Along the way to becoming one of the city's most influential figures, politically wired attorney Willie Shepherd bullied, belittled, lied, and then some. And his fellow partners at Kamlet Shepherd & Reichert failed to stop him until two junior attorneys took a stand.
V. "STIR THE POT"
During the convention, one of assistant Stephanie Estabrook's many tasks was to manage Shepherd's allocation of VIP tickets in accordance with his wishes. Managing and bartering the finite number of tickets and reconciling it all with Shepherd's expectations, according to former staffers, was nearly impossible. Estabrook was not only responsible for most of that, but Shepherd also demanded that she hold his credentials and come running whenever he needed them.
The night of Obama's acceptance speech at Invesco Field at Mile High, Shepherd became irate that Estabrook did not get his credentials to him soon enough, even though, as Shepherd had ordered, she had been busy escorting a VIP through security. That evening, in front of a gathering of guests, Shepherd told Estabrook she was dumb and that it wasn't working out. He fired her. The next day, Friday, Estabrook went to the home of the firm's marketing manager, Terri Taylor, with whom she had been working closely, looking for support. As Estabrook informed Taylor about what had happened, one of them inadvertently called Shepherd from Estabrook's mobile phone. Shepherd overheard part of their conversation, and within a couple of days, Taylor, too, was no longer with KSR.
Shepherd's blow ups with Estabrook and Taylor became the stuff of legend at KSR, and, according to several of the firm's former attorneys and employees, unnerved the staff. Staks and Almon weren't sure if these developments made it a better or worse time to come forward. Then, the situation changed for the worse. Staks noticed that Shepherd had apparently falsified his biography on the KSR website. As far as Staks and Almon could tell, Shepherd was mischaracterizing his work experience.
There was more. Shepherd attempted to undermine one of his own clients, or so it seemed to Staks and Almon. CBS Outdoor, one of the region's largest outdoor advertising companies, was fending off a competitor's challenge to CBS' claims to some of its long-held billboards. The competitor alleged that CBS' city-approved permits to 27 signs, worth some $2.2 million in annual revenue, were out of order. In a meeting in September 2008, at which Staks was present, CBS Outdoor executive Dan Scherer discussed with Shepherd resolving the issue. Shepherd suggested calling the city and asking them to check the permits.
Scherer, as Staks would recall, was adamant that he "did not want to wake the sleeping giant," meaning he did not want such a call to be placed to the city, and Shepherd agreed KSR would explore other strategies. Nevertheless, the next day, according to Staks, Shepherd directed him to call the city agency and have the permits examined. Staks, as he would recall, asked Shepherd for clarification: did Shepherd want him, despite the client's comments, to call the city? Shepherd said to Staks, "I am telling you to stir the pot." There was no other reason for Shepherd to directly go against the client's wishes, as far as the associate could tell, other than to drum up billable hours. Staks turned to Almon, who told him what he already believed to be the case: Under these circumstances—a permitting issue—the firm had an ethical and professional obligation to follow the client's wishes.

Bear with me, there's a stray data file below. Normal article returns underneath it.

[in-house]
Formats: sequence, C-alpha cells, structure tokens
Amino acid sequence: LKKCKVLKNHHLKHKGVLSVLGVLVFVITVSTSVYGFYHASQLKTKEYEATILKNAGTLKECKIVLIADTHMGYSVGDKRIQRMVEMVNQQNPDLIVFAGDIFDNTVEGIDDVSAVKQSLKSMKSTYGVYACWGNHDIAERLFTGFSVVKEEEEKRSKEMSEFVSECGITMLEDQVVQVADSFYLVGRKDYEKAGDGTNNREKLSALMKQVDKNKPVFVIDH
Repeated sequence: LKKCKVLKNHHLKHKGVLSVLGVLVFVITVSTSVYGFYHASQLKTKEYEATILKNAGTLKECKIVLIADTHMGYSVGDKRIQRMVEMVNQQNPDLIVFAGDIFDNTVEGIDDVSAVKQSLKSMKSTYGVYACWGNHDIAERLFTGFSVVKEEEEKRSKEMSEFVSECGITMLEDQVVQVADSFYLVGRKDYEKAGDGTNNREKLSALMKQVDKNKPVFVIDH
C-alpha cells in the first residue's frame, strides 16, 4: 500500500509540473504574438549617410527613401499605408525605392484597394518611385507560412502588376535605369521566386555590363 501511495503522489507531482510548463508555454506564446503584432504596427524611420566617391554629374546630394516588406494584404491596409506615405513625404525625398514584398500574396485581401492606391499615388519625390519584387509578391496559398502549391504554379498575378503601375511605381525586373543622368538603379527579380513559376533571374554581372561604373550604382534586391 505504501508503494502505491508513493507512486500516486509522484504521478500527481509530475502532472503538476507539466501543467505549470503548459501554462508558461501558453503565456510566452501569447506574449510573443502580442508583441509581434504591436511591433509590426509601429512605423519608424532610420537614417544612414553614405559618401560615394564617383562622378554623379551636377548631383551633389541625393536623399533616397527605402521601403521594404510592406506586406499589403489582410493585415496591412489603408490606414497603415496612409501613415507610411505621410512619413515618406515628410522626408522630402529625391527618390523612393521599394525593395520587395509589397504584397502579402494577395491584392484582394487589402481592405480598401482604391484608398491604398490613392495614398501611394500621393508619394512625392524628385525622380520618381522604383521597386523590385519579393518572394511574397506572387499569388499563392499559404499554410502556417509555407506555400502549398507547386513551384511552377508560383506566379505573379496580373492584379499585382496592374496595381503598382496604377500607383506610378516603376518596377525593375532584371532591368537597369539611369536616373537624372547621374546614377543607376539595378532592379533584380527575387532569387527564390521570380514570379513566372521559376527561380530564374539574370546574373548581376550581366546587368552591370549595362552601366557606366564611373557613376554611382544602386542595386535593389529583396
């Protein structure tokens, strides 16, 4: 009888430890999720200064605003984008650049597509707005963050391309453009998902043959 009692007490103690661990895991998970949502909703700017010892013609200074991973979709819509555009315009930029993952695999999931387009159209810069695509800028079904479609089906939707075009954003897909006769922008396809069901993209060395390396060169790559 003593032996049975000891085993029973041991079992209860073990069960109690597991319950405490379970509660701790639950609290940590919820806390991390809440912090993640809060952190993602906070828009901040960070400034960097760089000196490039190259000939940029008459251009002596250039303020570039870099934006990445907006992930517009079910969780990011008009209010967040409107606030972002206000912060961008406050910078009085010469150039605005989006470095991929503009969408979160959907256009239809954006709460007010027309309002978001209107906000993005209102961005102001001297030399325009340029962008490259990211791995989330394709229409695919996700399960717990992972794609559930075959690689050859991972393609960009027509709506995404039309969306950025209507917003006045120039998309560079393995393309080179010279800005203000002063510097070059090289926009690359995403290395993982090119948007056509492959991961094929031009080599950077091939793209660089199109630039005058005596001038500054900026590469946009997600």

Together, the two attorneys decided that Staks would not act on Shepherd's directive; instead he would e-mail Shepherd and ask him if he was certain he wanted the associate to ignore what Scherer had said. If Shepherd would confirm this in writing, that would add to what Staks and Almon regarded as a body of evidence they planned to take to the senior partners. On September 17, 2008, at 1:01 p.m., Staks sent Shepherd an e-mail with the subject heading "Stirring the pot," asking him to confirm the order. Weeks passed without a response.
The craziness of it all, Staks and Almon now believed, had to be addressed, and the two attorneys decided it was time to talk to another senior partner. That September, Almon went to equity partner Ray Gifford. Both Almon and Staks regarded Gifford as an upstanding attorney and a good guy. They knew also that Gifford was a close friend of Lee Reichert. Their families had shared a condo in Winter Park, and Reichert had persuaded Gifford to join KSR. In talking to Gifford, Almon figured, she could diplomatically communicate her concerns to Reichert. Gifford was deeply troubled by what he heard, and that same day set up an off-campus meeting with the two junior attorneys, himself, and Lee Reichert.